In 1945, acting under the direction of the Previous Rebbe, the Rebbe – then known as “Ramash” – appointed my father, Rabbi J. J. Hecht, to be the executive director of Released Time. And from 1957, he also became the organizer and emcee of these parades. When I grew up, my father would be fully wrapped up in the parade as Lag B’Omer approached. He had a radio program on Fridays and Sundays, and for weeks it was all he would talk about.

When the Rebbe spoke at the parade, in Yiddish, my father would follow up with an English translation. And so, at every parade, my father would stand beside the Rebbe, write down notes as he spoke, and then give over his words to the crowd. The Rebbe often smiled broadly as he heard my father’s translations, particularly when he used modern phrases like “knocking the yetzer hara [evil inclination] out of the box” in his reiteration of the Rebbe’s message.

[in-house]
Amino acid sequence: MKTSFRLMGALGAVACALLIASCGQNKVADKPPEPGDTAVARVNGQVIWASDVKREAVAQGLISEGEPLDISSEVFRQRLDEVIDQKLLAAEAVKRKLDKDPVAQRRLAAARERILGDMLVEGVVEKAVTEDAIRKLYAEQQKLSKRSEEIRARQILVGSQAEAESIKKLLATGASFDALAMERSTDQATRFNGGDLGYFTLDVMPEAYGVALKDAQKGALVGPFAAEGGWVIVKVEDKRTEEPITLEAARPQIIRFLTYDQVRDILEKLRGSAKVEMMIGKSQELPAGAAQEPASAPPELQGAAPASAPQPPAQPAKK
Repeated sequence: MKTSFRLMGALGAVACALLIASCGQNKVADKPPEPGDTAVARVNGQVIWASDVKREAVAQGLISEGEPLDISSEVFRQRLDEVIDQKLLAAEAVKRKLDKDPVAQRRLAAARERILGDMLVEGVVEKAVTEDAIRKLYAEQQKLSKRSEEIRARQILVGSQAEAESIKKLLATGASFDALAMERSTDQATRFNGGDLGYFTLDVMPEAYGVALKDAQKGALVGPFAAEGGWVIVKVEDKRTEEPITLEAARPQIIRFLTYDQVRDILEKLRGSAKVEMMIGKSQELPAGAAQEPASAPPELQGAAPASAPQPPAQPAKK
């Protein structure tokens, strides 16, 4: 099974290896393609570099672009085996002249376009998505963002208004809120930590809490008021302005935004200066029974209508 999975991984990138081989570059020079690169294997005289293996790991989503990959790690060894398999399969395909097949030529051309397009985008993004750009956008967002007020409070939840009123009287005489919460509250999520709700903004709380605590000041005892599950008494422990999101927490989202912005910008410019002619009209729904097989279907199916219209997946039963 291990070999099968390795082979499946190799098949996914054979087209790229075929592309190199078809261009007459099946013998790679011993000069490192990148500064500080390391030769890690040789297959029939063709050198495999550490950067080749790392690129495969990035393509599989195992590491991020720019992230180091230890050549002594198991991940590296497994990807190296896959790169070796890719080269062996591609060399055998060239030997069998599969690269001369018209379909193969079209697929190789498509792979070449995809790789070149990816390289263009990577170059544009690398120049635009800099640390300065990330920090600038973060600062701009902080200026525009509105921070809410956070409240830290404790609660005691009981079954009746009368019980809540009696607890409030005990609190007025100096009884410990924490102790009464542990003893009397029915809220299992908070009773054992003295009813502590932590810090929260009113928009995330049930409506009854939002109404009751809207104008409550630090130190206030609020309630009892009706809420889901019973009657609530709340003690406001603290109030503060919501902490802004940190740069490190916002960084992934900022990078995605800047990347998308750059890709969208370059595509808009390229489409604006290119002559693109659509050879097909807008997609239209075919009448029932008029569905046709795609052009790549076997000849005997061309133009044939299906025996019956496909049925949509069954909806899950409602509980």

The first parade I really got involved in was in 1967, just after I had turned thirteen. I had some talent in drawing, and so for a couple of weeks before the parade I would paint signs. We took two storefronts in Crown Heights, with one section reserved for the boys and yeshivah students and another for the girls from Bais Rivka, and night after night we would come to work.

Each of us would try to come up with different ideas to catch the audience. There were the usual signs that had been used since the ‘50s, with messages like “SOS: Save our Shabbos,” or a picture of skyscrapers and the words, “New York Salutes Lag B’Omer.” But by then the hippy movement had started and so there were other signs, like “POT: Put On Tefillin.”